Advertising had its glory days during the age of mass media. But with the advent of cable TV and digital publishing twenty years ago, audiences began to fragment. It’s safe to say that there is no more animal called mass media, since viewers who have cable or satellite TV have 200-500 channels to choose from, and increasing numbers of younger viewers are choosing to watch video “over the top” anyway. That makes audience fragmentation even worse. The same is true of the genre formerly known as “print.” If advertising is going to work as well as it did in the past, it is going to have to change, and we’re going to have to give up the idea of sheer scale for better targeting and deeper relationships. Either publishers or advertisers can take the lead on this, because both have pieces of the data puzzle. Most publishers have good data on their visitors, and most advertisers have equally good data about their customers. Shouldn’t it be easy to connect the dots?
Apparently not. But it has to be done before marketers give up on advertising and publishers who depend on it go out of business.
We didn’t make this up. A foremost authority on the future of media, Professor Jeff Jarvis of CUNY’s journalism school, is writing a book called “Geeks Bearing Gifts.” He’s walking his talk by publishing the book a single chapter at a time on Medium, the new publishing platform started by Twitter and Blogger co-founder Ev Williams. Medium does not yet sell ads, although we’re sure it will once it acquires enough users. But Medium will never be a “mass medium” as in the old days, because it exists to surface quality writing, much of it long form. Its audience, mostly writers, will be of interest only to certain brands, and those brands will engage deeply with the platform.
Jarvis believes that publishers who want to avoid the commodification of what they’re selling need to adopt a relationship strategy:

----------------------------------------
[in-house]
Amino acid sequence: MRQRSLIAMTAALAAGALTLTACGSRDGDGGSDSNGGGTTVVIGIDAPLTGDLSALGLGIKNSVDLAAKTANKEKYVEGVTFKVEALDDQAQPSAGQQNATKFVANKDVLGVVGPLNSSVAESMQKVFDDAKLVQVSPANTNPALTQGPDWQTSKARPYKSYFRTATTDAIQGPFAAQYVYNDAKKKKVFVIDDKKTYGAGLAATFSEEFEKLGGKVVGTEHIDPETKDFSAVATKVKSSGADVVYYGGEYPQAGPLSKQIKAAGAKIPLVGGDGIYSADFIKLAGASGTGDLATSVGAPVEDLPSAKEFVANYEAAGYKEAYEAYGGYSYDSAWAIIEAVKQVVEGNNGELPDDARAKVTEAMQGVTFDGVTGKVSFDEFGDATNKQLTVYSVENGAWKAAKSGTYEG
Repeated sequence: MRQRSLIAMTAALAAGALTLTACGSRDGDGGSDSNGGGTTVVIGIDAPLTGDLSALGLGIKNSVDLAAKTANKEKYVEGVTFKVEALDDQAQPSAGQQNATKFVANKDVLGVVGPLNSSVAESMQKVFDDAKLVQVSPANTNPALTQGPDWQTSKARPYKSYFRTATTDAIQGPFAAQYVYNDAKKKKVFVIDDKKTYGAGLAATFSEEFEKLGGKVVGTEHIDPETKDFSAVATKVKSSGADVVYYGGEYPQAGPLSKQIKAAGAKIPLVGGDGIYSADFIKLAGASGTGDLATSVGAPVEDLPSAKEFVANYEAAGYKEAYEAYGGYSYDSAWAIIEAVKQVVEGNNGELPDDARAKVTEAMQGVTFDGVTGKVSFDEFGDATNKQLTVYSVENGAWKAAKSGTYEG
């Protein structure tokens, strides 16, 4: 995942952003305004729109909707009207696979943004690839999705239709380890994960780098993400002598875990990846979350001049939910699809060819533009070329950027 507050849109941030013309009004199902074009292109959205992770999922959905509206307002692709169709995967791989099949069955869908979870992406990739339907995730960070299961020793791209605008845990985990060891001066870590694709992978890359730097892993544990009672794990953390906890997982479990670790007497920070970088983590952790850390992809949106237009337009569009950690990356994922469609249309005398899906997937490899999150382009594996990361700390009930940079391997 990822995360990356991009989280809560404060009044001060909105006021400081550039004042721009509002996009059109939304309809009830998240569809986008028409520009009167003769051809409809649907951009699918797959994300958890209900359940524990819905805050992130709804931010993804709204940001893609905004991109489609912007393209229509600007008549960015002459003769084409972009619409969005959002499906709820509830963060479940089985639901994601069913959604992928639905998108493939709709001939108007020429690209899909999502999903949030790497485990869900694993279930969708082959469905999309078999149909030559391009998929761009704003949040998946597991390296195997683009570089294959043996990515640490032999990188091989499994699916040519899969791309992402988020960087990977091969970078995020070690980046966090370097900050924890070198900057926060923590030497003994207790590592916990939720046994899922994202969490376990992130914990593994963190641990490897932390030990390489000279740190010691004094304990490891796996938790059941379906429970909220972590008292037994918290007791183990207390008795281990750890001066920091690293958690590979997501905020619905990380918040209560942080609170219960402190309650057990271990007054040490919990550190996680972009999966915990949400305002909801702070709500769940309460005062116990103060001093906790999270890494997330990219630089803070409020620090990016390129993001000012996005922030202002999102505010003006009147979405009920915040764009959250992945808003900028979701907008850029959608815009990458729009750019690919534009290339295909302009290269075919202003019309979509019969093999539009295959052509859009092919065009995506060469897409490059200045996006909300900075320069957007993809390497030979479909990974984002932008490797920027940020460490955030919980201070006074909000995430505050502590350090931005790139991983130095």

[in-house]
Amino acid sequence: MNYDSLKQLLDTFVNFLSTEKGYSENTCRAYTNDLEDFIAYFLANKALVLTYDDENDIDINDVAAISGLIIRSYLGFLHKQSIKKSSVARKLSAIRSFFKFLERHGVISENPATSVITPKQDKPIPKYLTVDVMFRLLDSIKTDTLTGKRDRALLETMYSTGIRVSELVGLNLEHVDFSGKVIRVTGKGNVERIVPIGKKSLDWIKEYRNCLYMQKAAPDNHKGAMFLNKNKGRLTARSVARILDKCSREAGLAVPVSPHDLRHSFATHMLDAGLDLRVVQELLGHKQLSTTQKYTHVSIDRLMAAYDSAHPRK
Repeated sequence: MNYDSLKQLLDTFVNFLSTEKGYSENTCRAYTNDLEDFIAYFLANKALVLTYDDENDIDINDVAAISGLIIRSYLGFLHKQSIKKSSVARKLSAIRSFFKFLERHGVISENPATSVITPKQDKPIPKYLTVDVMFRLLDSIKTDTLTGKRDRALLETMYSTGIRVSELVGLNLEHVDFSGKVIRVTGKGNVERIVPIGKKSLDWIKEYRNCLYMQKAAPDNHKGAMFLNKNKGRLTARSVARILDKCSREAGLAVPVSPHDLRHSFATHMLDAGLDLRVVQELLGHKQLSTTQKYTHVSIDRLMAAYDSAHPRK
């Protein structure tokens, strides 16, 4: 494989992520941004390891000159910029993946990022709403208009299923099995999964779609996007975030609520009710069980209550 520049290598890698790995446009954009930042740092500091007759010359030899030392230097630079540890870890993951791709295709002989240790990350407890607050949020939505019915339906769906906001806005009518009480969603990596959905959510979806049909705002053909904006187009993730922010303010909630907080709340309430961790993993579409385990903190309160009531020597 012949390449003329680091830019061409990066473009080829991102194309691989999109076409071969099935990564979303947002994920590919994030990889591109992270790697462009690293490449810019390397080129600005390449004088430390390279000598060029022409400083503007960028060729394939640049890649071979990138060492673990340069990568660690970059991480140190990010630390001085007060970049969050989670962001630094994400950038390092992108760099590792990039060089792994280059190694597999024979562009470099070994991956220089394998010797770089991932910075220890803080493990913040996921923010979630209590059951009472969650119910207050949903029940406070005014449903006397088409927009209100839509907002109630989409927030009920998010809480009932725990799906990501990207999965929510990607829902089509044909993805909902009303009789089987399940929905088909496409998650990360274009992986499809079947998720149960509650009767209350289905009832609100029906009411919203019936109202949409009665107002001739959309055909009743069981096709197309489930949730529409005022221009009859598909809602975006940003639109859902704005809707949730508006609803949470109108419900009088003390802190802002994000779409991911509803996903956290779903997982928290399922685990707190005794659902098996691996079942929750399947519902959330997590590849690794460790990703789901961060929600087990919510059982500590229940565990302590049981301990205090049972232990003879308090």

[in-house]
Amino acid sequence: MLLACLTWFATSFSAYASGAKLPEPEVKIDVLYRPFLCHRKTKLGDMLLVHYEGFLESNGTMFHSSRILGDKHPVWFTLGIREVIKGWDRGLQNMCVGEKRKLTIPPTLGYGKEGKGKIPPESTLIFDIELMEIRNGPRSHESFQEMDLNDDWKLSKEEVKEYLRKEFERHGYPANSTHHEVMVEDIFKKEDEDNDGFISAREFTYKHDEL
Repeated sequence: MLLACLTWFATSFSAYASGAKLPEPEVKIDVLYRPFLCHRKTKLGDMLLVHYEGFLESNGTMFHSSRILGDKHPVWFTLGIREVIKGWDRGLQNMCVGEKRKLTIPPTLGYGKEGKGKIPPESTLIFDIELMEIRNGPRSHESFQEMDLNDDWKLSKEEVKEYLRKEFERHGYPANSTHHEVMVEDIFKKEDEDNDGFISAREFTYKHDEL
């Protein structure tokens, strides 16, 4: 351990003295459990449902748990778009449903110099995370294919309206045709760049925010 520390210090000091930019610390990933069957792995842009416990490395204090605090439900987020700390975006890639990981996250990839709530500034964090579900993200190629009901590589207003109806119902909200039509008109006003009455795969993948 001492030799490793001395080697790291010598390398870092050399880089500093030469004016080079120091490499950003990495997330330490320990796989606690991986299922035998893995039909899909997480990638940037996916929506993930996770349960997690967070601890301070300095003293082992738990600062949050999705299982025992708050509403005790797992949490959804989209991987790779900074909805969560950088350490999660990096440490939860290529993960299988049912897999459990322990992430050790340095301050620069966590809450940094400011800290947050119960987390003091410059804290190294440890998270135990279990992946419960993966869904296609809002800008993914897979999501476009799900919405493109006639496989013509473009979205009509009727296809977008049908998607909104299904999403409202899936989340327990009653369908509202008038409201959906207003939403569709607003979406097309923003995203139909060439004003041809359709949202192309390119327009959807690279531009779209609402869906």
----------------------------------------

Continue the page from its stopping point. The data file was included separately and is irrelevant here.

…the relationship strategy gives us the opportunity to increase the value of what we sell to advertisers. By knowing more about who our users are, we can sell and deliver more targeted advertising that is more relevant to their customers and thus more effective. Rather than serving only one-size-fits-all “impressions” to anonymous “eyeballs” by the thousands as advertisers and media companies do now, we can offer more productive measures of value like attention, engagement, action, impact, and even sales. We can serve specific groups of users to advertisers who value them highly. With privacy properly protected, we have the opportunity to become a trusted broker of data we gather about our users. And if we get good at the relationship business, we have a brief window of opportunity to teach and sell these skills to advertisers as a service — presuming they don’t wake up and learn them before we do. We also have the opportunity to move past selling advertising to selling products and services directly to users, venturing into commerce — which really is just a truncated form of marketing and advertising. The relationship strategy is one defense against the commodification of media’s old content business by new competitors and new technologies.
In Jarvis’ opinion, publishers have to start the revolution in marketing. But we think it can’t be done by publishers alone. ZINC high impact video formats do allow us to reach users at scale, but that’s because we also have a network of quality publishers. We’re not depending on an outmoded concept of mass media to give marketers their scale; we’re depending on your good data about your customers to govern your choices on our network. Then your creative provides the engagement you need to drive sales. It can’t be simply a one-sided game.